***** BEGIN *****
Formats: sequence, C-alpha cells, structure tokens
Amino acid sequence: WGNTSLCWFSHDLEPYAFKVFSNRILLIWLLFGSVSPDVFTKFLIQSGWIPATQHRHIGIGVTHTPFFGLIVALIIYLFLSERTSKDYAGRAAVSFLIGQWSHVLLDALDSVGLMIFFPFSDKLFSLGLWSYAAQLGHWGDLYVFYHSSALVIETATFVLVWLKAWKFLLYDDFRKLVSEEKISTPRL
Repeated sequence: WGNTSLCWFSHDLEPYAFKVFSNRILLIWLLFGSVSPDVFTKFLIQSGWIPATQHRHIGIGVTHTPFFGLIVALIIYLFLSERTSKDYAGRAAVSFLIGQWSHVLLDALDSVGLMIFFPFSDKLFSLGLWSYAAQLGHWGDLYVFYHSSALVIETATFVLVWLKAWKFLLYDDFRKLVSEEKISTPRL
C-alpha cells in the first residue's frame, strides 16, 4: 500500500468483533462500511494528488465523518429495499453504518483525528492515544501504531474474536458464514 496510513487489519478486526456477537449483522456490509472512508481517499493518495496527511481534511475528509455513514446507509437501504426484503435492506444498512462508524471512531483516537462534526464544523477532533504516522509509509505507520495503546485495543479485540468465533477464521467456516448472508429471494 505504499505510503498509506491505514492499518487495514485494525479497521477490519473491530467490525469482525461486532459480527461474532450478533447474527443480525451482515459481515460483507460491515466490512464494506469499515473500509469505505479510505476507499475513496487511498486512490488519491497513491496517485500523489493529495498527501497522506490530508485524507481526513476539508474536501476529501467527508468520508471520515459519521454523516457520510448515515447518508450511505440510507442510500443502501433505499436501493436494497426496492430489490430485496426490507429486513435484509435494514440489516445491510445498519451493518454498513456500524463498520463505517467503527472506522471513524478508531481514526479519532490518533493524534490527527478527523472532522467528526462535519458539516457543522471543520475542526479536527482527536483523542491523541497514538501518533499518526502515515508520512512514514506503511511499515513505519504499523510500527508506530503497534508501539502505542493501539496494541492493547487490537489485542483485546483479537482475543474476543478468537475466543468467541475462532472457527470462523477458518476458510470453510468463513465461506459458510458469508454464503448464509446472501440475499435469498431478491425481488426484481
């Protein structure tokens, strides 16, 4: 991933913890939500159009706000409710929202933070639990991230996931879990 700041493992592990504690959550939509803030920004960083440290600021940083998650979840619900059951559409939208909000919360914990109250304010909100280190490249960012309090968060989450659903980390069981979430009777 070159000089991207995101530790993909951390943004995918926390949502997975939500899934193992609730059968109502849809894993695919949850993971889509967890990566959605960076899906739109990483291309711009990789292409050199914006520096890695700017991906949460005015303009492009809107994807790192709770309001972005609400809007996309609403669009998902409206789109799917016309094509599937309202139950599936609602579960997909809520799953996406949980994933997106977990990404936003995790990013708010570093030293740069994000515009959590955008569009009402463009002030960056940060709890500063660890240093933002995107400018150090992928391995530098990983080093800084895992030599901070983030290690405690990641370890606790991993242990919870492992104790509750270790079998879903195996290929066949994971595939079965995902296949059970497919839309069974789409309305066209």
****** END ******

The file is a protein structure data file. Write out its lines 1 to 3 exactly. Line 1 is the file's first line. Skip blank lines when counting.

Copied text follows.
Formats: sequence, C-alpha cells, structure tokens
Amino acid sequence: WGNTSLCWFSHDLEPYAFKVFSNRILLIWLLFGSVSPDVFTKFLIQSGWIPATQHRHIGIGVTHTPFFGLIVALIIYLFLSERTSKDYAGRAAVSFLIGQWSHVLLDALDSVGLMIFFPFSDKLFSLGLWSYAAQLGHWGDLYVFYHSSALVIETATFVLVWLKAWKFLLYDDFRKLVSEEKISTPRL
Repeated sequence: WGNTSLCWFSHDLEPYAFKVFSNRILLIWLLFGSVSPDVFTKFLIQSGWIPATQHRHIGIGVTHTPFFGLIVALIIYLFLSERTSKDYAGRAAVSFLIGQWSHVLLDALDSVGLMIFFPFSDKLFSLGLWSYAAQLGHWGDLYVFYHSSALVIETATFVLVWLKAWKFLLYDDFRKLVSEEKISTPRL